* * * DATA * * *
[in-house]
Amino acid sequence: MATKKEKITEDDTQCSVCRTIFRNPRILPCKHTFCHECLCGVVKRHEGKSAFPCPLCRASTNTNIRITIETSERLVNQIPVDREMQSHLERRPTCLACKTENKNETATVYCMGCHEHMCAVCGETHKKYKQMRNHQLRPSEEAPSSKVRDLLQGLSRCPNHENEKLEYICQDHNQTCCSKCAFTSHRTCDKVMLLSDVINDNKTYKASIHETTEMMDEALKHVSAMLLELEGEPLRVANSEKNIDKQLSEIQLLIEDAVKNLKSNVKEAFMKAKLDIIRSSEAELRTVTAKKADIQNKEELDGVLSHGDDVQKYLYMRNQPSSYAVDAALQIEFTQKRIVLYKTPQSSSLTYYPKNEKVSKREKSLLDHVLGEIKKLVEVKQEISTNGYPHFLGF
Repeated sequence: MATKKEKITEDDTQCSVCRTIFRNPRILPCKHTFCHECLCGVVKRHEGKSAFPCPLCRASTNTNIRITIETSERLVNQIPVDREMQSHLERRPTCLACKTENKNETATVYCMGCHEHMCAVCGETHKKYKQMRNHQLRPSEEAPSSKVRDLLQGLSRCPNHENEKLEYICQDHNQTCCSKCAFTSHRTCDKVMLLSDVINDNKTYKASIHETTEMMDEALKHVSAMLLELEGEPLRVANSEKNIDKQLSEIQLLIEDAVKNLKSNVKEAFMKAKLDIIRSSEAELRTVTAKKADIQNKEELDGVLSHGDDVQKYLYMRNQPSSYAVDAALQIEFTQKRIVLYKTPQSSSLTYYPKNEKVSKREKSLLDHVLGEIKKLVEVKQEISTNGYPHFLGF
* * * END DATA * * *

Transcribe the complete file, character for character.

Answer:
[in-house]
Amino acid sequence: MATKKEKITEDDTQCSVCRTIFRNPRILPCKHTFCHECLCGVVKRHEGKSAFPCPLCRASTNTNIRITIETSERLVNQIPVDREMQSHLERRPTCLACKTENKNETATVYCMGCHEHMCAVCGETHKKYKQMRNHQLRPSEEAPSSKVRDLLQGLSRCPNHENEKLEYICQDHNQTCCSKCAFTSHRTCDKVMLLSDVINDNKTYKASIHETTEMMDEALKHVSAMLLELEGEPLRVANSEKNIDKQLSEIQLLIEDAVKNLKSNVKEAFMKAKLDIIRSSEAELRTVTAKKADIQNKEELDGVLSHGDDVQKYLYMRNQPSSYAVDAALQIEFTQKRIVLYKTPQSSSLTYYPKNEKVSKREKSLLDHVLGEIKKLVEVKQEISTNGYPHFLGF
Repeated sequence: MATKKEKITEDDTQCSVCRTIFRNPRILPCKHTFCHECLCGVVKRHEGKSAFPCPLCRASTNTNIRITIETSERLVNQIPVDREMQSHLERRPTCLACKTENKNETATVYCMGCHEHMCAVCGETHKKYKQMRNHQLRPSEEAPSSKVRDLLQGLSRCPNHENEKLEYICQDHNQTCCSKCAFTSHRTCDKVMLLSDVINDNKTYKASIHETTEMMDEALKHVSAMLLELEGEPLRVANSEKNIDKQLSEIQLLIEDAVKNLKSNVKEAFMKAKLDIIRSSEAELRTVTAKKADIQNKEELDGVLSHGDDVQKYLYMRNQPSSYAVDAALQIEFTQKRIVLYKTPQSSSLTYYPKNEKVSKREKSLLDHVLGEIKKLVEVKQEISTNGYPHFLGF